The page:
WASHINGTON—When it comes to those that are opposing modifications to the FCC’s media ownership rules, the National Association of Broadcasters is not holding back in its most recent comments. The organization wrote that comments submitted in opposition to reform are “fundamentally backward” in this new media marketplace.
Arguments that highlight this type of backward thinking, per NAB, include the critiques of stressing economic viability over the role of local TV stations to provide news and information. The broadcast “industry’s ability to function in the ‘public interest, convenience and necessity’ is fundamentally premised on its economic viability,” reads the NAB’s statement.
The NAB also makes the case that the opposition is either omitting or misinterpreting Section 202(h), saying that they are leaving out the word “competition.”
“Looking at Section 202(h) the correct way, the FCC’s primary focus in this proceeding should be on the intense and growing competition radio and TV stations face for audiences and advertising revenue in a broad marketplace with myriad content sources and advertising options,” NAB’s comments read. “Due to these profound changes, the current local radio and TV ownership rules are no longer ‘necessary in the public interest as the result of competition,’ and Section 202(h) requires the Commission to ‘repeal or modify’ them.”
As a result of this growing competition, the NAB is proposing that the FCC eliminate such ownership restrictions as the banning of combinations of top-four rated stations and that prevent ownership of more than two stations in all markets. The NAB argues that those opposing these changes present no legal, factual or logical arguments, nor any analyses and minimal relevant data.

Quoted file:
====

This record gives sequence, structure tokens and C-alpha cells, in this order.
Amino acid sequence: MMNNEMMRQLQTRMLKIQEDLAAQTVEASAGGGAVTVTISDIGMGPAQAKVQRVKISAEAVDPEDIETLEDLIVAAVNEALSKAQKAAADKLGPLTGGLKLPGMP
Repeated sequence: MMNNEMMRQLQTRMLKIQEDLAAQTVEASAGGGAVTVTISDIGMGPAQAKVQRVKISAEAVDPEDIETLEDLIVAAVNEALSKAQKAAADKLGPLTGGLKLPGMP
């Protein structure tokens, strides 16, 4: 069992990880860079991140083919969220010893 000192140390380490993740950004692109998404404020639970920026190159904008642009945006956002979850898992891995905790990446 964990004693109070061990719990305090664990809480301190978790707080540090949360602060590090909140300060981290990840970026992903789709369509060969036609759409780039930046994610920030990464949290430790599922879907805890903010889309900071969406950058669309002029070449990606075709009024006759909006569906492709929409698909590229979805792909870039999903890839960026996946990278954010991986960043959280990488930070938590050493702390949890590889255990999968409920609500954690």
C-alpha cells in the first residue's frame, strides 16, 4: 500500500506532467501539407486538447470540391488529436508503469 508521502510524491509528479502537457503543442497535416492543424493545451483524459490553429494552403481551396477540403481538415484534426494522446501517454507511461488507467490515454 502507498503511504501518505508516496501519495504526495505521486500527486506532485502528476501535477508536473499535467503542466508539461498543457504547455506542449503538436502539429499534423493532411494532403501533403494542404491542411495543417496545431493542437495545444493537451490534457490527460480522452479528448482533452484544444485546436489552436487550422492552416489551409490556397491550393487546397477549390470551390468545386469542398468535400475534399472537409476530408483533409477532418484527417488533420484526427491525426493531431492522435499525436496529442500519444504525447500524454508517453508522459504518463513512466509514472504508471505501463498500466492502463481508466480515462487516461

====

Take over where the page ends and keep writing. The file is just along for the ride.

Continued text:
It also says that maintaining the rules will not promote diversity for station ownership or programming, saying it has not done so in the past, so there is little reason to believe it will in the future.
The leaders of the opposition to modifying the ownership rules, according to NAB’s statement, is pay TV industry leaders. “Rather than ensuring that the viewing public is served by strong local TV stations, pay TV providers’ proposals are designed to weaken their competition for viewers and advertising dollars and gain an even greater advantage in retransmission consent negotiations,” the comments read.
“Hyperbolic claims that broadcast deregulation will eliminate all diversity and all local news, or generalized complaints about media consolidation, provide no basis for retaining analog-era ownership rules,” NAB writes. “The FCC should discount the unsupported opinion and rhetoric submitted by parties wedded to a backward-looking approach to regulating radio and TV stations, and adopt rules reflecting competitive conditions in the 21st century.”
NAB’s full comments can be read here.
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